Deepening Collective Impact

December 27, 2012 Leave a comment

IISC would like to share our Top 5 most influential post of 2012! Join us until the New Years Eve when we reveal our number 1 blog post!

The following post began as a response to FSG’s lastest contribution to its work around “collective impact” on the Standford Social Innovations Review blog.  There is much value in the additional details of this cross-sectoral approach to creating change, and I especially appreciate what is highlighted in this most recent piece regarding the strengths and weaknesses of different kinds of “backbone organizations” to support and steer the work.  In the ensuing conversation on the SSIR blog, there is a comment from an FSG staff person about the importance of building trust in launching these efforts, and it was from this point that I picked up . . .

With deep appreciation for the good work of FSG in helping to codify this important approach, I wanted to add that from our experience at the Interaction Institute for Social Change, helping people develop the skills of process design and facilitation is of paramount importance in cultivating trust and ultimately realizing the promise of large-scale multi-stakeholder collaborative efforts. 

From our work over the past 20 years, we have remarked how often people come to these change initiatives without the necessary skillset, and in light of this we’ve found it important to help them to see the water in which they swim and cultivate the capacity to strategically and “spiritually” align process (how they do the work) with their aspirations in terms of results.  For example, funders may be called to shift into a convening role that is somewhat or completely unfamiliar to them.  How one exercises power in this new mode is critical and can be a great challenge.  We’ve engaged in robust conversation about this through our work with Grantmakers for Effective Organizations and with various other philanthropic, state agency, and community-based convenors.  And of course power is not just about access to resources, but also about the structural inequities that are often at the root of the very issues we are trying to solve. We’ve found that grounding people in a safe space and an ability to see and talk about structural analysis and complex systems is key.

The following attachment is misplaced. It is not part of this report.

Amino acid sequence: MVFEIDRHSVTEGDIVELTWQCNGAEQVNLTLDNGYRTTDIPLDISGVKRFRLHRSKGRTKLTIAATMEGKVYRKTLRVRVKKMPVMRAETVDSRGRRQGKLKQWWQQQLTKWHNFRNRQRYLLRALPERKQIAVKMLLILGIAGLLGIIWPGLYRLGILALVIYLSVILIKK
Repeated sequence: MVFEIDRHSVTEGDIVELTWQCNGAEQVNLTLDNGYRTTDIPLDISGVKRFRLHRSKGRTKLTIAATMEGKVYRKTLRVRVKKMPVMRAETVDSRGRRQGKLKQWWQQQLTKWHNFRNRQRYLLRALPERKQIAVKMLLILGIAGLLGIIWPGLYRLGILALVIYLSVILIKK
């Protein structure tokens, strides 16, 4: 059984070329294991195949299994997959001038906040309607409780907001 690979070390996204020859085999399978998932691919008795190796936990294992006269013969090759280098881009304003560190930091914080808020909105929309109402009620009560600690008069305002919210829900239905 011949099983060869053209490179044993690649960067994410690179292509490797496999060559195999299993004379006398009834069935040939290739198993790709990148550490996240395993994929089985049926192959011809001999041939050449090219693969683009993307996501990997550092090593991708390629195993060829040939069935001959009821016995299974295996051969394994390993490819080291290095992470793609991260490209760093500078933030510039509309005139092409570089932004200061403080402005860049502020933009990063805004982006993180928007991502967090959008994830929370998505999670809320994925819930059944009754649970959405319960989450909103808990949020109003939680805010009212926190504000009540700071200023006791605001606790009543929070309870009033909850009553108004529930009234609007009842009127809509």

Also critical is getting people into genuine relationship with one another.  This means taking time to get to know one another beyond formal roles and through their authentic longings for change.  There can often be resistance to this exercise – “We are all so busy, can’t we just get to the real work?”  And as my colleague Gibran Rivera notes, “This resistance is endemic in a society that has devalued the human gift and power of relationship.  The most important sustaining factor for change is a true connection to one another at the most human of levels, the space of the heart, the place where our personal purpose comes together with our shared purpose.”

From here it is critical to move intentionally through a series of steps to carefully design the process that holds diverse stakeholders together in the pursuit of a shared goal.  This includes identifying the shared goal or goals, via facilitated dialogue, and framing it in such a way that it appeals to key and shared interests.   For example, in some current work around changing a state-wide early childhood development system (in the direction of more equitable opportunities and outcomes) we had a very valuable conversation in the design phase about where this initiative ultimately saw young children sitting.   It was revealed that initial assumptions were that we were focused on early care centers, which, it was also revealed, risked marginalizing those who wanted to keep their children home.  Furthermore, the initiative began with an emphasis on early education, but shifted through conversations with key (and otherwise disconnected) stakeholders to embrace “development,” thereby integrating the health perspective and community.  With respect to framing outcomes, we also emphasize that collaborators focus not just on “results,” but also procedural and relationship outcomes.